Kexin Chen

As we move through the environment, our brain must encode our perception of motion rapidly and efficiently. A new UCI-led study published in the Journal of Neuroscience evolves the parameters of a biologically plausible learning rule in spiking neural networks to reconstruct motion patterns. The result is a neural network that can represent complex motion patterns with a reduced number of neurons and less firing activity, says lead author Kexin Chen, UCI cognitive sciences Ph.D. student.

“We developed a computational model whose units showed a remarkable resemblance to real neurons in a motion processing area,” she explains. “This study is important because it suggests how the brain may perceive and efficiently encode motions under biological constraints. Our model, which has a high degree of biological details, provides a test bed for other computational theories of motion perception, and may inspire future studies that seek to bridge between mechanistic theories and biological mechanisms in the brain.”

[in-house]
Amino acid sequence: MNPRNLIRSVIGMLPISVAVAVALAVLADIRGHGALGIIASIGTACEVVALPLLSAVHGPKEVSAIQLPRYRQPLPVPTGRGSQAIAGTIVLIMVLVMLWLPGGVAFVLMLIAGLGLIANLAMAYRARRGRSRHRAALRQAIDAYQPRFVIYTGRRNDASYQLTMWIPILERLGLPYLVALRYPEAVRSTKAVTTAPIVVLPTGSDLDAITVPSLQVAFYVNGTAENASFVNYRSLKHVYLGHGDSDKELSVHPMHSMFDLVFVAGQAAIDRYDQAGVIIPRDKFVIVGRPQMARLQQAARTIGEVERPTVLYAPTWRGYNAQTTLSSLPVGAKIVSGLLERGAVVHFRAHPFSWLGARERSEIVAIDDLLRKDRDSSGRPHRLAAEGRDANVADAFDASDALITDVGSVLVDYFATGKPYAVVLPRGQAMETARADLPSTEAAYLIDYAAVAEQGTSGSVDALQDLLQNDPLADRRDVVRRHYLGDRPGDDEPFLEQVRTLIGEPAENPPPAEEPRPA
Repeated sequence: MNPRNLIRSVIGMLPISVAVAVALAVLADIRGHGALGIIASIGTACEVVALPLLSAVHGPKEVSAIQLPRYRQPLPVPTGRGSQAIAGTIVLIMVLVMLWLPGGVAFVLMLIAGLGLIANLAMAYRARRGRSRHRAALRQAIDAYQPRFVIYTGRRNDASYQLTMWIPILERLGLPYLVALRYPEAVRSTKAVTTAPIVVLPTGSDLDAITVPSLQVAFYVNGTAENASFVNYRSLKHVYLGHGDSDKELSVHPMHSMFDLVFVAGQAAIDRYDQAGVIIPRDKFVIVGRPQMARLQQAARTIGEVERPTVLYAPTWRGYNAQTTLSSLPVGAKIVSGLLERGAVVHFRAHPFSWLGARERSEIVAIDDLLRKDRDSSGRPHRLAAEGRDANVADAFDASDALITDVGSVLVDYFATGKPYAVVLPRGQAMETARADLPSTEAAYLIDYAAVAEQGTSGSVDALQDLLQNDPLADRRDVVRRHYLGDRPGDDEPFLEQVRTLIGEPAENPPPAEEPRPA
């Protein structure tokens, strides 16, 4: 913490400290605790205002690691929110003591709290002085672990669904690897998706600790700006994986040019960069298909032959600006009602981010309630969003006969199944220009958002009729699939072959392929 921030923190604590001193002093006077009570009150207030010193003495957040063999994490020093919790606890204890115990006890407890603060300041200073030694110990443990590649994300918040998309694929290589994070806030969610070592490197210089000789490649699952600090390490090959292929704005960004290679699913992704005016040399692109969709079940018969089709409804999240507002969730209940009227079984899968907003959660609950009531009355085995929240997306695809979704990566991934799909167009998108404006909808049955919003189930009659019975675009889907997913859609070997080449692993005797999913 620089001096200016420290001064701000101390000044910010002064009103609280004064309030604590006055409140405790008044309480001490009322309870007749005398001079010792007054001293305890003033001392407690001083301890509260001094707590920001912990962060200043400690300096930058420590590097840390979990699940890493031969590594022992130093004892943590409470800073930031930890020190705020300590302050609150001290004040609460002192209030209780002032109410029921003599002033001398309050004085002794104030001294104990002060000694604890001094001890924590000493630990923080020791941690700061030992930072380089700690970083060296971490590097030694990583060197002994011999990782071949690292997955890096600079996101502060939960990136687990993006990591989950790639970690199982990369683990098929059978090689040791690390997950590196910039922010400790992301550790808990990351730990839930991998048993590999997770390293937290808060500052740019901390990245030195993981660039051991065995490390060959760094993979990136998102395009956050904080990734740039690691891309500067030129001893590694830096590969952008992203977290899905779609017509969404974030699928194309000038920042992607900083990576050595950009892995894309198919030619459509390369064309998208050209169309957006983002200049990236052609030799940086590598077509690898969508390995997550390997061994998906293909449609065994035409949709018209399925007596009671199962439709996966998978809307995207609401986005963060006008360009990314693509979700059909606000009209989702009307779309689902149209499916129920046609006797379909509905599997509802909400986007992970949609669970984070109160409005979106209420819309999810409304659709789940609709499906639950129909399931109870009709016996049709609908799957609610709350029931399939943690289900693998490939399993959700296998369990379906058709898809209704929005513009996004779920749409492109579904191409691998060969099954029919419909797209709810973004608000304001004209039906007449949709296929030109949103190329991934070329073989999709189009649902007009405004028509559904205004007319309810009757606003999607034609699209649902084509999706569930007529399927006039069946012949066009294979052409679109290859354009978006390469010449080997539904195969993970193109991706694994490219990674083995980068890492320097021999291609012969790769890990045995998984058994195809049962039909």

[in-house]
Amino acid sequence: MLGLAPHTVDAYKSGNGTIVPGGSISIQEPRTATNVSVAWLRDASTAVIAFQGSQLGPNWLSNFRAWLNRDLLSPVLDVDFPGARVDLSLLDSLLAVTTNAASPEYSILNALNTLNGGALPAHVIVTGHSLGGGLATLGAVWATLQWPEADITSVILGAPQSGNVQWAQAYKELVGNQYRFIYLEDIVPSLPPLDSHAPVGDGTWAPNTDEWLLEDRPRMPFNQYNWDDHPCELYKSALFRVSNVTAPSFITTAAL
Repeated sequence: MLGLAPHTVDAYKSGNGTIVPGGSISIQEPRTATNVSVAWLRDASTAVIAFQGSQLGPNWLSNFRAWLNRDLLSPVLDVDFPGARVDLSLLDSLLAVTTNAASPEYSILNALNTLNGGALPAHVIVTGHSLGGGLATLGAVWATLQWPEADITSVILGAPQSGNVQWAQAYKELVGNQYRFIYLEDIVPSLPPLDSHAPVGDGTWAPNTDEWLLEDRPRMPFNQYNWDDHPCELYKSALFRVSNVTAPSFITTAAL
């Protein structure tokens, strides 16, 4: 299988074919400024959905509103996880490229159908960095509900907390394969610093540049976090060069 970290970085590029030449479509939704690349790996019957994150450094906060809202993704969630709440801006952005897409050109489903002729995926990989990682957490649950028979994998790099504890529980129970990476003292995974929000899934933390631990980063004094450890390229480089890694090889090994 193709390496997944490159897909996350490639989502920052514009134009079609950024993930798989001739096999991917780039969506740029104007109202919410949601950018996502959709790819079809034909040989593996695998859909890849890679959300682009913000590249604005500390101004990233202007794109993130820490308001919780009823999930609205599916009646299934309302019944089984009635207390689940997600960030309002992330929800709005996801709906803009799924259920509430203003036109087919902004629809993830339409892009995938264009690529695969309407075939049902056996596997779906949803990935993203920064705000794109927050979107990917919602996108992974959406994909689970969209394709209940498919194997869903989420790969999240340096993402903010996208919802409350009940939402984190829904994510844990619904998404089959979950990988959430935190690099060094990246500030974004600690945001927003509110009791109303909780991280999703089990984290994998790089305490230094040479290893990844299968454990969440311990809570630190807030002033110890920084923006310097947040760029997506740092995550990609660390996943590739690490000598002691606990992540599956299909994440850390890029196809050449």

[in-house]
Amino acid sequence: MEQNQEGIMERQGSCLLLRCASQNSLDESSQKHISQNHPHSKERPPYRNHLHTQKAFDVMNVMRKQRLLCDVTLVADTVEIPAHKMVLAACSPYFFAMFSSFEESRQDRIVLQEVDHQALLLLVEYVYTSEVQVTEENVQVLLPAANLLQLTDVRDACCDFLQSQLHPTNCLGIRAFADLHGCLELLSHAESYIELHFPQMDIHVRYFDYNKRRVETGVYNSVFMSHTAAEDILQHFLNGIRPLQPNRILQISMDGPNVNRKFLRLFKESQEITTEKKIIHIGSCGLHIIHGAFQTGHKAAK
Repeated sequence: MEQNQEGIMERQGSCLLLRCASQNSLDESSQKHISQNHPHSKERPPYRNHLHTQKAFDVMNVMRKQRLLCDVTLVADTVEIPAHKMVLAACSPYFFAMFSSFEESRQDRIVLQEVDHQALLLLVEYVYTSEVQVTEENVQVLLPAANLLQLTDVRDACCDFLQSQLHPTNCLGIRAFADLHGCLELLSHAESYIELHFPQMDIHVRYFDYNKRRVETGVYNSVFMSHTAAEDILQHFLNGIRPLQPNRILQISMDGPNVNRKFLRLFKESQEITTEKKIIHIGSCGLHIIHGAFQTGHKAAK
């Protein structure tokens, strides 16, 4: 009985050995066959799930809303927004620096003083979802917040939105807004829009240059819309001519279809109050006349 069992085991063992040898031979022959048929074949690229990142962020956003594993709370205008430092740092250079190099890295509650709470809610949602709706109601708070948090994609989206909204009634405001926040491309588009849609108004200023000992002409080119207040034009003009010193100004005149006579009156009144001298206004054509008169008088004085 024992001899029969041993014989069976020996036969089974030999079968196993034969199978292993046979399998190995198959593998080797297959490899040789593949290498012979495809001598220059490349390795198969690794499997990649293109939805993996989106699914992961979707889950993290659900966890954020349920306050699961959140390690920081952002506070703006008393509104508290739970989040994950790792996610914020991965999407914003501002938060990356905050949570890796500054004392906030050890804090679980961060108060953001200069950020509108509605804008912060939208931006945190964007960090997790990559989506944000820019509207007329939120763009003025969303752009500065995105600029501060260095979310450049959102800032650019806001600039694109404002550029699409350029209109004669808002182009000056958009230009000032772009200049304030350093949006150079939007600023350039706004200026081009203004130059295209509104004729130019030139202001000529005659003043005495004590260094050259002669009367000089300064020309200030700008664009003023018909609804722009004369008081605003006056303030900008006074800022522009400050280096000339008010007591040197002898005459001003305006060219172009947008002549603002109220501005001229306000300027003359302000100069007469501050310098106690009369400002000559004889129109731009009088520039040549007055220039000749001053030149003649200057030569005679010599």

Coauthors include Michael Beyeler, UCI computer science Ph.D. ‘16 and current assistant professor of psychological and brain sciences at UCSB, and Jeffrey Krichmar, UCI professor of cognitive sciences.

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